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The Chalk Man by C. J. Tudor

91TOUwUDzNLIt’s 1986 and Eddie and his group of friends (Hoppo, Fat Gav, Metal Mickey and Nicky) are doing the sort of things that all 12-year-olds do: riding their bikes, hanging around in playgrounds, writing secret messages using chalks… Things change forever when, after following a trail of drawings depicting chalk men, they find a dismembered body in the woods.

Fast forward thirty years and the murder is still fresh in the minds of all those involved. Still living at the house he shared with his parents, Eddie is drawn back in when a face from the past reappears and he starts noticing the chalk men once again. Not quite sure whether to believe what he is seeing, another death spurs him into trying to discover exactly what happened all those years ago.

There has been so much online buzz about this book and it even got a mention in a recent talk by the Fun Lovin’ Crime Writers so I thought it was about time I saw for myself what all the fuss was about. Am I so glad I did! The book grabbed me from the very first page and I found it very difficult to put down. I particularly liked the chapters set in 1986 as it evoked numerous childhood memories. I am thankful that my childhood was much less eventful than the children in this story however!

The Chalk Man is told from the perspective of Eddie and we get to see how events in 1986 have shaped both his future and that of all those involved. That year is certainly a memorable one for the children as, in addition to them finding the body, there is a fairground accident, a pro-life campaign and a serious assault to deal with. Perhaps, though, one of the most shocking parts of the book for me was the incident between Eddie and Sean, Metal Mickey’s brother. It is hard to say too much without revealing any spoilers but my heart really went out to Eddie for what he went through both during the event and also afterwards.

One of the things I enjoyed most about the book is how so many seemingly separate events all link together. This made for a very tight, well-written plot with no loose ends. I did fear that one thing had been overlooked but the closing scenes certainly put paid to that idea! Last year, social media was awash with the hashtag #WTFThatEnding with regards to the book Behind Her Eyes by Sarah Pinborough. The same hashtag could certainly apply here as I actually gasped when I realised how it was going to end! Even though it was a shock, however, it was completely true to what we’d come to know about Eddie and made perfect sense.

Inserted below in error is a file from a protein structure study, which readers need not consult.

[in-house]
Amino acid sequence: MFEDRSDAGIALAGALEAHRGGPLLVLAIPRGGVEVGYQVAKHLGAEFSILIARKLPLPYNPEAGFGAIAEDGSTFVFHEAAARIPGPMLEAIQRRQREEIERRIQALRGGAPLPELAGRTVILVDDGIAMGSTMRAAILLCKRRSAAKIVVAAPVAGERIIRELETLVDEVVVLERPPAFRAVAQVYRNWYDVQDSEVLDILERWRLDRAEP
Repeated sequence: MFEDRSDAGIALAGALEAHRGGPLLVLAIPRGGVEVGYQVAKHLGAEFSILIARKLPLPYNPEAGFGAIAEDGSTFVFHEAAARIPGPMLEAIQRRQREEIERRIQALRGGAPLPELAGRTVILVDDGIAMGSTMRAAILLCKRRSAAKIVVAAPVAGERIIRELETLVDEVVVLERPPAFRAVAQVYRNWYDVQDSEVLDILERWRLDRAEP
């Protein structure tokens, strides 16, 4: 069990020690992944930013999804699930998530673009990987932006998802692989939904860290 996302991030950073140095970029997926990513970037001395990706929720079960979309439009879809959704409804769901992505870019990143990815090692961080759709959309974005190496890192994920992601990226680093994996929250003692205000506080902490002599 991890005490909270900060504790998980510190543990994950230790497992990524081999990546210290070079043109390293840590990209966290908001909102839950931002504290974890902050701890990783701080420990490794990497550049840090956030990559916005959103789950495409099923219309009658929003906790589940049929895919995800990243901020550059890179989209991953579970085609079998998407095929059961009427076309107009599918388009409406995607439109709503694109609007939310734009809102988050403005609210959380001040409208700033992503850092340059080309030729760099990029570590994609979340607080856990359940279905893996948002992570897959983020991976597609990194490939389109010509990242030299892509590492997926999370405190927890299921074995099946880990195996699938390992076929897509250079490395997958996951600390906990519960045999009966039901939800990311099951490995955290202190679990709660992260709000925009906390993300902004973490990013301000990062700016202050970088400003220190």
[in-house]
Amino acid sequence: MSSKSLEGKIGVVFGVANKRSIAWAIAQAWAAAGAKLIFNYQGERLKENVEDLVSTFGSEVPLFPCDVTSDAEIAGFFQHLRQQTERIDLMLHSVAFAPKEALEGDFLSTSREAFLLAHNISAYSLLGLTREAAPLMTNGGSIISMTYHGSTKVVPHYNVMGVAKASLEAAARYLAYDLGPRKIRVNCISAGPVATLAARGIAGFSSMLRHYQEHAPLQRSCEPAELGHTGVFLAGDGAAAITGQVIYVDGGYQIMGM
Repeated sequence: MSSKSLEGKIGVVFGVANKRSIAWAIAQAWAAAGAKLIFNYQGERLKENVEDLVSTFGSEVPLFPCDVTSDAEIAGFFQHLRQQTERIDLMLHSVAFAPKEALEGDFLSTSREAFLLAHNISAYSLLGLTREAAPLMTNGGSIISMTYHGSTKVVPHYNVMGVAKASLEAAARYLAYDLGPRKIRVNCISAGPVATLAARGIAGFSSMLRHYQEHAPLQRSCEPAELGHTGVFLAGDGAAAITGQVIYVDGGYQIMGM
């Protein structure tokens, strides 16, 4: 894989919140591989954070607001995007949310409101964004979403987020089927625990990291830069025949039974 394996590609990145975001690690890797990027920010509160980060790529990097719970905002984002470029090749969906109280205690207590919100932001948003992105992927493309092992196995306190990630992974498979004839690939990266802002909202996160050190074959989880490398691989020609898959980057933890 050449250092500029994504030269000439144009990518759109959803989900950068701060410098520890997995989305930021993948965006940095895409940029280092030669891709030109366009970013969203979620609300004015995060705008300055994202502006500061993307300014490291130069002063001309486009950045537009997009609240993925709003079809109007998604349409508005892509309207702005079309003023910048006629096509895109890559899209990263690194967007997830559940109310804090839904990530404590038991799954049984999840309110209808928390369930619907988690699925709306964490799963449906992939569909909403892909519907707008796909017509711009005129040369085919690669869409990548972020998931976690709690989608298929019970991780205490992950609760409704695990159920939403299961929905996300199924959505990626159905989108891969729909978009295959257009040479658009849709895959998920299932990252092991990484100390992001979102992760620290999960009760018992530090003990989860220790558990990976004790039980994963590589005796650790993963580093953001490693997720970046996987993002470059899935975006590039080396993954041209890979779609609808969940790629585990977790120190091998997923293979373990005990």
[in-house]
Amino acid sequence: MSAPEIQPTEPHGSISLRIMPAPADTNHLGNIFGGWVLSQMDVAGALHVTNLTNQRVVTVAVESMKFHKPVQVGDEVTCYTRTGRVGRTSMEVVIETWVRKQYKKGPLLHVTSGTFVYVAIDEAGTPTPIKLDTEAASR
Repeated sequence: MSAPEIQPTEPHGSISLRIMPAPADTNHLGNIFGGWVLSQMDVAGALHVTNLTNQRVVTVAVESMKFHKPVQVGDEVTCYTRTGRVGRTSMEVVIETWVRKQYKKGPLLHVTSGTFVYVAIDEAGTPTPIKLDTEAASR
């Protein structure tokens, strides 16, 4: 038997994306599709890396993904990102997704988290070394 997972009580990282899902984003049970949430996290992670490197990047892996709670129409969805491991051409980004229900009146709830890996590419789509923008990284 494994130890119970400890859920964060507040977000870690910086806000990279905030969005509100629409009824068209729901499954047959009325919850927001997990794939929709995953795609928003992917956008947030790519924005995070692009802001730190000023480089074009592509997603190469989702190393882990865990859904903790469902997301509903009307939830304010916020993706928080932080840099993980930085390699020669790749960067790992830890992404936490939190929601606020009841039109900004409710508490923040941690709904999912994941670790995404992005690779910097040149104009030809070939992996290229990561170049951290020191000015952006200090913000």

Even at this early stage, The Chalk Man promises to be one of the big hits of 2018 and I would not be surprised if a television or film company picks it up. As I was reading, I was reminded on several occasions of The Five, a Sky TV Drama created by Harlan Coben, and thought it amusing that he was actually name checked in the book!

It is hard to believe that this is the author’s debut novel and I can’t wait to see what she writes next.

With thanks to Penguin UK – Michael Joseph and Net Galley for my ARC.



Blood of the Rose by Kevin Murray

The year is 1986 and, after receiving a series of threatening letters, a newspaper editor is brutally slaughtered. With little to go on, the police are baffled; their only clue being a rose left near the scene of the crime. The first murder is followed up by a series of equally macabre killings, the carefully placed rose, again, being a clue that the slayings are all linked. Alan Winters, a young Scotland Yard detective, is tasked with finding the murdererer but with Jennifer Chapman, the daughter of the first victim intent on launching her own investigation, will he find the killer before he finds them?

Initially, despite its shocking introduction, I found this book hard to get into as I found it difficult to like any of the main characters. After the second killing, however, I felt that the book took a major turn for the better and the characters began to seem more real and likeable. Setting the book in 1986 was a great idea as whereas nowadays there would be a reliance on forensics and the use of computer databases, the Scotland Yard detectives had to use traditional police legwork to make connections.

As is found in many books of this genre, the story is interspersed with chapters written by the killer, this time in the form of a diary. What is different, however, is that Kevin Murray manages to write the killer’s story in a way that makes you feel empathy towards him – a stark contrast to the feelings you have about him whilst he’s on his killing spree!

Without giving too much away, it becomes obvious where the killer is going to be found but the author succeeds in not making it too easy to discover exactly who it is. The ending tears away at breakneck speed as the guilty party prepares for their final showdown. The slight twist at the end was another clever touch.

This book was received from Urbane Productions and Net Galley in return for an honest review.

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